At the airport…5 Reflections so far –
1. Most of my interactions with paper require buying something first.
Outside of work, my main interactions with paper have been receipts and take-away menus. The latter are delivered regularly through my door, meaning I now have a backlog of 3 Domino’s pizza menus in my new paper-collection wooden suitcase. The books and notebooks which were once contained there have been relegated to a mere shelf. It’s a growing pile.
I still have the wrappings of a curry I ordered, which is forming a nice base for the smaller receipts. It’s a dire affair that my relationship with paper has been reduced to unsolicited mail and proof of purchases. There’s a Margaret Atwood book too, but that’s from the library and so is already recycled in spirit.
I actually found myself this week wondering what I could buy to create a new piece.
This, I reminded myself is not quite the point.
2. Some shops now want my data instead of giving me paper.
To add insult to the project, many shops, particularly my favourite soul destroyers: women’s clothes shops, have started offering e-mailed receipts. (I believe this has been happening for a while but I’ve been voluntarily abstaining from these havens of confidence for some time). Of course I don’t want a digital receipt! I won’t be able to write about this glorious experience without the paper version! Again, the project falls into an paradoxical cycle. I am creating waste to be creative with it. Already superficiality is encroaching: is there anywhere it can’t reach?
Regardless , I have no intention of handing over my e-mail address to the Fashion Police.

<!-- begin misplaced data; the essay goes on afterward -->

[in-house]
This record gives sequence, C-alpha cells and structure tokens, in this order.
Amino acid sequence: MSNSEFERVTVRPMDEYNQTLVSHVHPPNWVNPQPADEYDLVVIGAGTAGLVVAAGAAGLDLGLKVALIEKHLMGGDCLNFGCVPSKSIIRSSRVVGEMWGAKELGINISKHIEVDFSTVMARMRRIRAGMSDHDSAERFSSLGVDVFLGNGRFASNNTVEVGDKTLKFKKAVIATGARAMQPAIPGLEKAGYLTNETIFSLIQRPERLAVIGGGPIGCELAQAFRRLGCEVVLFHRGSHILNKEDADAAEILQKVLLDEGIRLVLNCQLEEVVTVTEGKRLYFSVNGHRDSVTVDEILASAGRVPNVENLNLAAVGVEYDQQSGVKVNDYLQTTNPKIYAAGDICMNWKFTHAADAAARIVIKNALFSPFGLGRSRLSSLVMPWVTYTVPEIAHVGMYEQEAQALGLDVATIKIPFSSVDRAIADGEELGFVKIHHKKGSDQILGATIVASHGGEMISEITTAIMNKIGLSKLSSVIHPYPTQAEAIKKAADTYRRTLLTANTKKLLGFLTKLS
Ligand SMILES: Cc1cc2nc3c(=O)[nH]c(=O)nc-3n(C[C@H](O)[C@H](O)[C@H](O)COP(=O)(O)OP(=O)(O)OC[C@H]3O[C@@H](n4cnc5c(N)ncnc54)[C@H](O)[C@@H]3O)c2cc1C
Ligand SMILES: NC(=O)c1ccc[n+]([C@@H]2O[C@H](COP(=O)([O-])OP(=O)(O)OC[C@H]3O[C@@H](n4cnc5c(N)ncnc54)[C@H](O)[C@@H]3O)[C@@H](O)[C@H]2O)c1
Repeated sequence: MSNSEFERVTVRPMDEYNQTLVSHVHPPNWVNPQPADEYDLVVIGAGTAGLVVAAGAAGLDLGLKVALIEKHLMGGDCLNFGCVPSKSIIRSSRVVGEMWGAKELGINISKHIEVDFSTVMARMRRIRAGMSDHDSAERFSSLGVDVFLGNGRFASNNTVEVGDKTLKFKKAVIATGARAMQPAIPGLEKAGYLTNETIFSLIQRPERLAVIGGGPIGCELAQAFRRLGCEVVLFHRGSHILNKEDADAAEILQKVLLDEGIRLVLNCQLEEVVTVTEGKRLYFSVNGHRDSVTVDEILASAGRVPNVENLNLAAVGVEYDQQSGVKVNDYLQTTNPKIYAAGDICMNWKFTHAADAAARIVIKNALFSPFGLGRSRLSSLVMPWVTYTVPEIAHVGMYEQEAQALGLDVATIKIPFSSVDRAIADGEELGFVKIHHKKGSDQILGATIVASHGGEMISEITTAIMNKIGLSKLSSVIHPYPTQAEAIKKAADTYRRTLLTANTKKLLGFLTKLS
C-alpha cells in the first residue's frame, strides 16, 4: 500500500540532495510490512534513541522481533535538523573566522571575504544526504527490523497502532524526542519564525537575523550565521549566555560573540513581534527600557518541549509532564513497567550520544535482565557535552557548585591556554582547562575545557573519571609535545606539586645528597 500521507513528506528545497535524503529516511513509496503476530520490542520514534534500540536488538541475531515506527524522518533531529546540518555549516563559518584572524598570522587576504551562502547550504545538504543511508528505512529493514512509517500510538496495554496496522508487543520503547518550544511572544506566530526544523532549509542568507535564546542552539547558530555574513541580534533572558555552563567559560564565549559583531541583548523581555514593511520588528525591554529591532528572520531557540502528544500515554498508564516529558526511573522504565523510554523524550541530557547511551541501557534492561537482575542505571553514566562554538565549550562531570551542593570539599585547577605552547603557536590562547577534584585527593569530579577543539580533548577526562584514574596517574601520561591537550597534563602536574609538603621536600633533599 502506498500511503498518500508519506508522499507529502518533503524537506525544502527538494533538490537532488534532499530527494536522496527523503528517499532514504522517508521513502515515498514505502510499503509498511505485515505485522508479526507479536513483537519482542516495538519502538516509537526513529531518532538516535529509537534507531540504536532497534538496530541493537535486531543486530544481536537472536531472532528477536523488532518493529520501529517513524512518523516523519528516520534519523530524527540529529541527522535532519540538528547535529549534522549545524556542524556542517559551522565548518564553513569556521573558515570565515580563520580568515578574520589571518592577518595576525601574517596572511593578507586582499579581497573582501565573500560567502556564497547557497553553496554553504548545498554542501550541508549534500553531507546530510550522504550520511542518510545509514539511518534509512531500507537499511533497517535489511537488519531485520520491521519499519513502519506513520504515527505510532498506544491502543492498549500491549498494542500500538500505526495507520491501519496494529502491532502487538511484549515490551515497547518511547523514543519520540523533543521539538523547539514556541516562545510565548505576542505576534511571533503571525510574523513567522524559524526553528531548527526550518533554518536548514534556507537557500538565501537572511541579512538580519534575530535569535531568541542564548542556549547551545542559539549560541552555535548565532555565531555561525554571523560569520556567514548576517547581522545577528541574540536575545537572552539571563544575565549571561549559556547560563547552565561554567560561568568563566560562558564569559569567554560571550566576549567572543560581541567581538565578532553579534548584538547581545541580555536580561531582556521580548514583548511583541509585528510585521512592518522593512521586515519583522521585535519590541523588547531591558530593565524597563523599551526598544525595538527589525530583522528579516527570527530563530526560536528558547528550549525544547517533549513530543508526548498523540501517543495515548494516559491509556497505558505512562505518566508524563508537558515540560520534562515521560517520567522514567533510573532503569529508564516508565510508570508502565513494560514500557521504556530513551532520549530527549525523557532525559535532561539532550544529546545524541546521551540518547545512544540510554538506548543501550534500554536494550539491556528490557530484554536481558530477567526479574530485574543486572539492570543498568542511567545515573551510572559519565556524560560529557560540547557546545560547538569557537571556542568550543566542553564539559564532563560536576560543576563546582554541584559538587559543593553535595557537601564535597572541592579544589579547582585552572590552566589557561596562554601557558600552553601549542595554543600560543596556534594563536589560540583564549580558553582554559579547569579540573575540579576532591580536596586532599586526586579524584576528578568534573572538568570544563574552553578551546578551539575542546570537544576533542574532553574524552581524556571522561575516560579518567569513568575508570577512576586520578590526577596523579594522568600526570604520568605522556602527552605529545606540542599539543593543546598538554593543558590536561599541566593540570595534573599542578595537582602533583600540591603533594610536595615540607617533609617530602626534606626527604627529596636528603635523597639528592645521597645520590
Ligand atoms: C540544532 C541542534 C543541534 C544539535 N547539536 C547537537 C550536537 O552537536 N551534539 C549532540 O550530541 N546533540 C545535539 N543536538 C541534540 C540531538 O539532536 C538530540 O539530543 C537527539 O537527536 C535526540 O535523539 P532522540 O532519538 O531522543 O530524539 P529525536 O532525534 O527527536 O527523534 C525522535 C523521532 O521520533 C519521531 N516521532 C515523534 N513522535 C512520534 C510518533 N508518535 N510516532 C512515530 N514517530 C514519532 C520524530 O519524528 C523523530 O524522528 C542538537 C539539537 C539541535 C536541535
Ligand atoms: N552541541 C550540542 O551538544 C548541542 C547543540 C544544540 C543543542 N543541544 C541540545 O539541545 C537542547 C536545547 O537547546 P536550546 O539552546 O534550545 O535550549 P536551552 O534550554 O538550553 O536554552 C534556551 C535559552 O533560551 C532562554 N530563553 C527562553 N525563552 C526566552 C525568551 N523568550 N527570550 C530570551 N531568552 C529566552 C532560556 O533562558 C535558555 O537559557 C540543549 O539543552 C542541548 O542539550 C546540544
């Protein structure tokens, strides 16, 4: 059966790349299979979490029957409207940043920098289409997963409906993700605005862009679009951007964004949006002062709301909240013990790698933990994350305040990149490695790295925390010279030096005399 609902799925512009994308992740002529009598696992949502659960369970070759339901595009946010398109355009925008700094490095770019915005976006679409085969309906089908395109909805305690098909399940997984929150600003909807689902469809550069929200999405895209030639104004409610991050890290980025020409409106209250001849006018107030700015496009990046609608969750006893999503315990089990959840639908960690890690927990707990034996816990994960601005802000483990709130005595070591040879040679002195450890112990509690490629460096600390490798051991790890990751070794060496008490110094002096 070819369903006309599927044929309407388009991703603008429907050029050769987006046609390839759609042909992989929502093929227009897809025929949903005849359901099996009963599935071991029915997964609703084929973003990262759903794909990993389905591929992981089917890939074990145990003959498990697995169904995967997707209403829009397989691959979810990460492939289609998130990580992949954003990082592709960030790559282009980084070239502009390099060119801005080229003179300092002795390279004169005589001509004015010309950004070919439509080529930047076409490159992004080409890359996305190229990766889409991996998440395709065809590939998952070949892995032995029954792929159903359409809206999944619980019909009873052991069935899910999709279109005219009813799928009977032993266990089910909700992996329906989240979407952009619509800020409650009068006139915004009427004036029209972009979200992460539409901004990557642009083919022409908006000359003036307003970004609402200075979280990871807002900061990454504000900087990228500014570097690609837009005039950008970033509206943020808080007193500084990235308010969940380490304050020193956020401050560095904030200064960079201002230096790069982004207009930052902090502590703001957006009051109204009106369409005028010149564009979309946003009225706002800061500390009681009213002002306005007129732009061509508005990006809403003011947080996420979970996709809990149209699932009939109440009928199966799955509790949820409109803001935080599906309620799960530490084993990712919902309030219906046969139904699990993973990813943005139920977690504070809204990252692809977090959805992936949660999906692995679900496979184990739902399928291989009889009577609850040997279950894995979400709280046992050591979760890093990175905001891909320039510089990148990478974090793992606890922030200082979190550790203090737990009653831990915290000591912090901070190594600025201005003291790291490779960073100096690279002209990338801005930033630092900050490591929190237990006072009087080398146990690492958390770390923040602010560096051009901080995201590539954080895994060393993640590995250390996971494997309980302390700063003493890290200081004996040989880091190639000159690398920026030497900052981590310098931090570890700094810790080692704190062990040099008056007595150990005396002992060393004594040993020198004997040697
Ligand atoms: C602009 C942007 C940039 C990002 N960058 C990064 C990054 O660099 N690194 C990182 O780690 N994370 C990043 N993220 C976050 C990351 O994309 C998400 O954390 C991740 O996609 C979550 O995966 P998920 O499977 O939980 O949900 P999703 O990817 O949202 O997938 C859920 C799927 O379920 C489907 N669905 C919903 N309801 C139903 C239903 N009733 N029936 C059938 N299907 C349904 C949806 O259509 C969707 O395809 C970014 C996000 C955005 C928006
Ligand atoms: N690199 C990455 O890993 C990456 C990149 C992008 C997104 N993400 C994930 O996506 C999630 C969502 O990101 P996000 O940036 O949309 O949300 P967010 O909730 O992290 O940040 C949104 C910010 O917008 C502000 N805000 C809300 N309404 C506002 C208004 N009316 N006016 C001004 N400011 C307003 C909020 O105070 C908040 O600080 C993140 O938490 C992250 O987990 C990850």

3. The rule I’ve created helps to filter out real passions
I am sat in the airport with a strong urge to write about the changing semantics of the words want and need. Frantically, I search for a relevant paper resource in my possession. There is nothing. But I vow to write it regardless. This, I then know, is something I strongly want to write. Unlike the many other ideas which fall out of being at the paper barrier.
4. The rule I’ve created helps me to reduce the infection of my own grand narratives/preoccupations.
The process of letting the paper’s purpose shape my focus and theme has forced me to dramatically reduce levels of solipsism. I am no longer bound by my own grand narratives COMPLETELY. Instead I am forced beyond the comfort of these to consider the role of the paper and the creative process. I mean it’s still work in progress…
Likewise when I wrote my Domino’s piece, the work itself helped me to make sense of how it was centrally affecting my mood by zooming into a core image. Where a prose piece would have been unyielding and multi-focussed, the menu made me selective. As such, the core and central aspect of the experience was clear, dealt with and moved on from, before lunchtime. I am now a devoted groupie to this process.
5. I need to respect the format and pathways of my tools more.
As I draw the letters out across a receipt or menu I realise I am not embedding the structural limitations of the work into the meaning I shape. This is a prose habit I want to try to overcome. I am too quick to dive in without having the patience to carefully consider the shape of the work. Considering this will give an opportunity to use the landscape of the work as a language in itself.